Will the Beats Go On?

There was considerable fascination over Apple's decision to buy Beats Electronics in a multibillion-dollar deal earlier this year, and much of it centered on the strength of the Beats brand. Now it appears that Apple may not be that enamored of the name. Rumors are circulating that it may rebrand the Beats Music streaming service. There's even a chance it will shut it down.

Apple appears to be planning changes for the Beats Music streaming service, following its US$3 billion acquisition of Beats Electronics in May.

Information from five sources supposedly in the know indicated the company was planning to discontinue the service, TechCrunch reported; the publication later updated the story to report that Apple told it the rumor was “not true.”

From conversations with its own sources familiar with Apple’s plans, Re/code determined that Apple was not planning to sunset the service — but that it perhaps was planning to modify it over time, including changing the Beats Music brand.

There are many interpretations of what could be happening, according to TechCrunch. Apple might be planning, for example, to roll the Beats Music product into iTunes, a move that it considered “semantics.”

No Reason to Keep It

Apple certainly does not have a driving reason to keep the Beats streaming music brand, Rob Walch, host of Today in iOS, told the E-Commerce Times.

“It wasn’t making that much money, and as far as the streaming service was concerned, Apple was going to have to redo the licenses with all the record labels anyway,” he said.

“When Apple announced the acquisition, it never talked about Beats streaming music being a reason for the purchase,” Walch said.

Rather, “Apple bought it for the branding and the headphones. They talked about the great team, the innovation and marketing,” he recalled.

“In many ways, Apple has more to gain by officially shutting down and rebranding the Beats music service then keeping it as is,” said Francis Petit, an adjunct associate professor of marketing at Fordham University.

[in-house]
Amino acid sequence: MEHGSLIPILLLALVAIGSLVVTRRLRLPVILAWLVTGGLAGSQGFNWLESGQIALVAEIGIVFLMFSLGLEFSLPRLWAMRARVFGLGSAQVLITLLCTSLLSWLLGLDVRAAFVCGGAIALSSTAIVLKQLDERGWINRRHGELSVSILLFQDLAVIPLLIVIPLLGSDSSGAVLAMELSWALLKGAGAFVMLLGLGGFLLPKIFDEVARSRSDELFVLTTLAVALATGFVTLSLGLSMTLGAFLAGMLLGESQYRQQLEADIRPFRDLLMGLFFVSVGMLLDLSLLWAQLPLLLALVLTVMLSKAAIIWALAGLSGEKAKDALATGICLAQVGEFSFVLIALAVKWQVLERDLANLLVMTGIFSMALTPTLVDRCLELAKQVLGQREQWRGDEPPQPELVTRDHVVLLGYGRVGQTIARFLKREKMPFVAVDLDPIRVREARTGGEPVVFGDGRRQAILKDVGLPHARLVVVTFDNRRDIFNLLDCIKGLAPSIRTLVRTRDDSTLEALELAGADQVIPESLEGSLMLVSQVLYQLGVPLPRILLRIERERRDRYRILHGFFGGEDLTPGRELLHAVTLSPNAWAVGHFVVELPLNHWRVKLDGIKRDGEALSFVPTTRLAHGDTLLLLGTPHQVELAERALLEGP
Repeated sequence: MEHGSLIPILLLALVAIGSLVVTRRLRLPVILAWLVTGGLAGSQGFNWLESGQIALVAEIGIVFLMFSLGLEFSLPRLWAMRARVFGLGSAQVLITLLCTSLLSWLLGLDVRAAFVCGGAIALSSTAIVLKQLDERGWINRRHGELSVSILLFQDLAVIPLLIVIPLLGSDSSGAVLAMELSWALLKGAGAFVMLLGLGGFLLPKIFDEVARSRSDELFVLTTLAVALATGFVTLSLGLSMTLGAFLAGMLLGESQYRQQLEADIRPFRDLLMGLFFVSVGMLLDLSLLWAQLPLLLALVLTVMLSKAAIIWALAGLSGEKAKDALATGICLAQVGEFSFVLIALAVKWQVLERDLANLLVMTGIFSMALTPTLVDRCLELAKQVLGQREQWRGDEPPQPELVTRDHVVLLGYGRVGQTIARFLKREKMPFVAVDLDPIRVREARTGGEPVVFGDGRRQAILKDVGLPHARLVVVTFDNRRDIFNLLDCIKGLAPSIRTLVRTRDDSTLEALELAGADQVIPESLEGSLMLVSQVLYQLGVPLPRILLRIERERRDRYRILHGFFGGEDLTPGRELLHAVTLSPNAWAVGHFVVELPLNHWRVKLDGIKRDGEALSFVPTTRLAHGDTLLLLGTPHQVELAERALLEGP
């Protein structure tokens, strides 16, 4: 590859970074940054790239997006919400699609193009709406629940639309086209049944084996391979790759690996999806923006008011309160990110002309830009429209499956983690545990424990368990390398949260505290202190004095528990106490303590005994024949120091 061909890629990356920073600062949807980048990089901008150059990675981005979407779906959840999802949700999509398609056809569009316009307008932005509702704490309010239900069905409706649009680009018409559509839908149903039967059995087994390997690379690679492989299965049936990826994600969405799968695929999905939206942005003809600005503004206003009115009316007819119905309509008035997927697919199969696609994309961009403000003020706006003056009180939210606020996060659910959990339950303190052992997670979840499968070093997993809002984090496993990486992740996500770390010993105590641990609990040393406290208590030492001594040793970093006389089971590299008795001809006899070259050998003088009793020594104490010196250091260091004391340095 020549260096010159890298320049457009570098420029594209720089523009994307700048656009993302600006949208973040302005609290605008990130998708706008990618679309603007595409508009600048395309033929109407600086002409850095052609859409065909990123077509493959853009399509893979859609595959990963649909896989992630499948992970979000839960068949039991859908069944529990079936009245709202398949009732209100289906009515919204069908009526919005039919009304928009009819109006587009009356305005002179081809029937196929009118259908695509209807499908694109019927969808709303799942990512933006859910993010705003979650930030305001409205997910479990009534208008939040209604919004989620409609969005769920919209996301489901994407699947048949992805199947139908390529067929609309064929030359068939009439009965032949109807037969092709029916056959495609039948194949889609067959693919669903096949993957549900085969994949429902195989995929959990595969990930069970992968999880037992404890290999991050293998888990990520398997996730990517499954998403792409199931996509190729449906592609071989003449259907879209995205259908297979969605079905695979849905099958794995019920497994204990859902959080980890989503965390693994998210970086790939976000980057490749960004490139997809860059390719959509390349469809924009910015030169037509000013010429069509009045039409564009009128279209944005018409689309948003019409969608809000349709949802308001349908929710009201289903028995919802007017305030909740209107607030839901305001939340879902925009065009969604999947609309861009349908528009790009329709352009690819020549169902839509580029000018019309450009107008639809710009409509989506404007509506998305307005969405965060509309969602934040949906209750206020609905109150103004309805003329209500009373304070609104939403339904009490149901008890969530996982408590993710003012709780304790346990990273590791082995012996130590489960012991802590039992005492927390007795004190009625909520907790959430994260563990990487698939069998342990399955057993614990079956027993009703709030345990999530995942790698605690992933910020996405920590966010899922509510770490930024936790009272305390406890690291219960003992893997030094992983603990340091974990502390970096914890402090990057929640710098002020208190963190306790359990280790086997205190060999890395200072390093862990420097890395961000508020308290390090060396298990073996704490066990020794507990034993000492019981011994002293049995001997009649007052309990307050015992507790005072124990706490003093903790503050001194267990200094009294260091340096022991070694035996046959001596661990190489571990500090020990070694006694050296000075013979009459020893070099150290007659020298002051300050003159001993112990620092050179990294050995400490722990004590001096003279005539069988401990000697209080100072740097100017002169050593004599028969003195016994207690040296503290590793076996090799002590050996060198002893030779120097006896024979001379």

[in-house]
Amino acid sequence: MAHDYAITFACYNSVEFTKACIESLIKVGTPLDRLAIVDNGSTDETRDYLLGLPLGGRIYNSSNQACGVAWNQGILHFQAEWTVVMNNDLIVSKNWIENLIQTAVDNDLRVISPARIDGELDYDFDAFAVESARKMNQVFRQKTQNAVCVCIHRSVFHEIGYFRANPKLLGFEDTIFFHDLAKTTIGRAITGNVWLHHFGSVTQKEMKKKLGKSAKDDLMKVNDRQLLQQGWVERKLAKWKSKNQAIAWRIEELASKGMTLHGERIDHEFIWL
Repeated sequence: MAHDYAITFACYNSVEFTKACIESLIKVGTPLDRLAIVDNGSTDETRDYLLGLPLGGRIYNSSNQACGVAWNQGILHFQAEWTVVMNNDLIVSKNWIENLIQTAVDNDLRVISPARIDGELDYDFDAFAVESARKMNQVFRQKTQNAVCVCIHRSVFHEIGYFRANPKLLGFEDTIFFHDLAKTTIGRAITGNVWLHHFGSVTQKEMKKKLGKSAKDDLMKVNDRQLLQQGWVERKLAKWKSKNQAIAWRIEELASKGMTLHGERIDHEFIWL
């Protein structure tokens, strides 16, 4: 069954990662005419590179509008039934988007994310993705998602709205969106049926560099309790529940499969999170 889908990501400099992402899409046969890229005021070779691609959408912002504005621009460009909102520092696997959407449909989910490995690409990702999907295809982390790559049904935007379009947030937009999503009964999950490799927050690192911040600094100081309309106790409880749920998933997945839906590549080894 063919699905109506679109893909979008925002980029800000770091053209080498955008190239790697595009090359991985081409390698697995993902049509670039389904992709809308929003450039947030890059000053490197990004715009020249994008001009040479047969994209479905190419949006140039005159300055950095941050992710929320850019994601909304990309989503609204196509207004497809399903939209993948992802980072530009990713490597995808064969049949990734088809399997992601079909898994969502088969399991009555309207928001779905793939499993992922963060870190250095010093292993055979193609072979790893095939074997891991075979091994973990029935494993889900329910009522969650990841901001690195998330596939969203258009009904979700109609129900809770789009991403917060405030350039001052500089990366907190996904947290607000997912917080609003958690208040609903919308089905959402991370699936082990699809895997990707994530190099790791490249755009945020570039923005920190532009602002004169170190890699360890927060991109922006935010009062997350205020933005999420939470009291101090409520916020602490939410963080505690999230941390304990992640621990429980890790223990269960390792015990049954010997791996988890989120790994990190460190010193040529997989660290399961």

Beats has a weak online music market share, he told the E-Commerce Times, totaling about 250,000 paying subscribers at $10 per month.

One Brand

“My take is that Apple’s strategy is to further build and reinforce their brand by incorporating Beats’ streaming service into the iTunes portfolio,” Petit said.

Apple has done a magnificent job in creating a personal and passionate relationship for its brand with products that are not only about features and benefits but also about lifestyle, he observed. “Creating one brand in the digital music space only reinforces this strategy.”

It is not as though Beats Music will be greatly missed, said Patrick Reynolds, chief strategy officer at Triton Digital.

“Beats the brand was relatively nascent when it came to streaming,” he told the E-Commerce Times.

“Apple may take the long view that baking it deeply into the Apple offerings outweighs any short-term loss of brand equity Beats had developed.”

Other Factors

Not everyone is convinced Apple plans to ditch the brand.

“It would seem extraordinarily strange that Apple would abandon the Beats Music brand after paying so much money for the Beats brand,” said Darren Hayes, a professor at Pace University’s Seidenberg School of Computer Science and Information Systems.

“What would make sense for Apple is to diversify its music offerings by creating new channels and not simply rely on iTunes,” he told the E-Commerce Times.

“Currently, Spotify, Pandora, Google Music and Amazon Prime appear to be leading the charge with the way that consumers download and listen to music, and Apple has a different model of delivery,” Hayes pointed out.

Consumers have access to iTunes Radio, but there is very little buzz about that service, he noted.

If Beats Music is abandoned, then there will be many disgruntled fans, Hayes predicted. “People become very attached to the look and feel of mobile apps, and it’s not all about the choice of music.”

Erika Morphy has been writing about technology, finance and business issues for more than 20 years. She lives in Silver Spring, Md.

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